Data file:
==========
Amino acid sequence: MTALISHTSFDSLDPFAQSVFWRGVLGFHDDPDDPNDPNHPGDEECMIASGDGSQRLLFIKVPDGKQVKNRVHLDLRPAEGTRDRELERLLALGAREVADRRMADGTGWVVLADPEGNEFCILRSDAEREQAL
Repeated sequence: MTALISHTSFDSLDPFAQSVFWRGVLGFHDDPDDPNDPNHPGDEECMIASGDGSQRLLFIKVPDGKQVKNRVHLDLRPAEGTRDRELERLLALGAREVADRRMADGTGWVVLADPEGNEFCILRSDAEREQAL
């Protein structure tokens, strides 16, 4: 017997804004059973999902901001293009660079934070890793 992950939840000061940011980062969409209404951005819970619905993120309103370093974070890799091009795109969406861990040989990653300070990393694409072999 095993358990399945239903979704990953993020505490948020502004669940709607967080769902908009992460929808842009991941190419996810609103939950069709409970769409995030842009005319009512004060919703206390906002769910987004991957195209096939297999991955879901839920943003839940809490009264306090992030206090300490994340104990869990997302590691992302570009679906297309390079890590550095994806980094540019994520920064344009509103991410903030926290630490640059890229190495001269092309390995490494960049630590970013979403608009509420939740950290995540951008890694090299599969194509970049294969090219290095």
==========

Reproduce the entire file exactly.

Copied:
Amino acid sequence: MTALISHTSFDSLDPFAQSVFWRGVLGFHDDPDDPNDPNHPGDEECMIASGDGSQRLLFIKVPDGKQVKNRVHLDLRPAEGTRDRELERLLALGAREVADRRMADGTGWVVLADPEGNEFCILRSDAEREQAL
Repeated sequence: MTALISHTSFDSLDPFAQSVFWRGVLGFHDDPDDPNDPNHPGDEECMIASGDGSQRLLFIKVPDGKQVKNRVHLDLRPAEGTRDRELERLLALGAREVADRRMADGTGWVVLADPEGNEFCILRSDAEREQAL
């Protein structure tokens, strides 16, 4: 017997804004059973999902901001293009660079934070890793 992950939840000061940011980062969409209404951005819970619905993120309103370093974070890799091009795109969406861990040989990653300070990393694409072999 095993358990399945239903979704990953993020505490948020502004669940709607967080769902908009992460929808842009991941190419996810609103939950069709409970769409995030842009005319009512004060919703206390906002769910987004991957195209096939297999991955879901839920943003839940809490009264306090992030206090300490994340104990869990997302590691992302570009679906297309390079890590550095994806980094540019994520920064344009509103991410903030926290630490640059890229190495001269092309390995490494960049630590970013979403608009509420939740950290995540951008890694090299599969194509970049294969090219290095």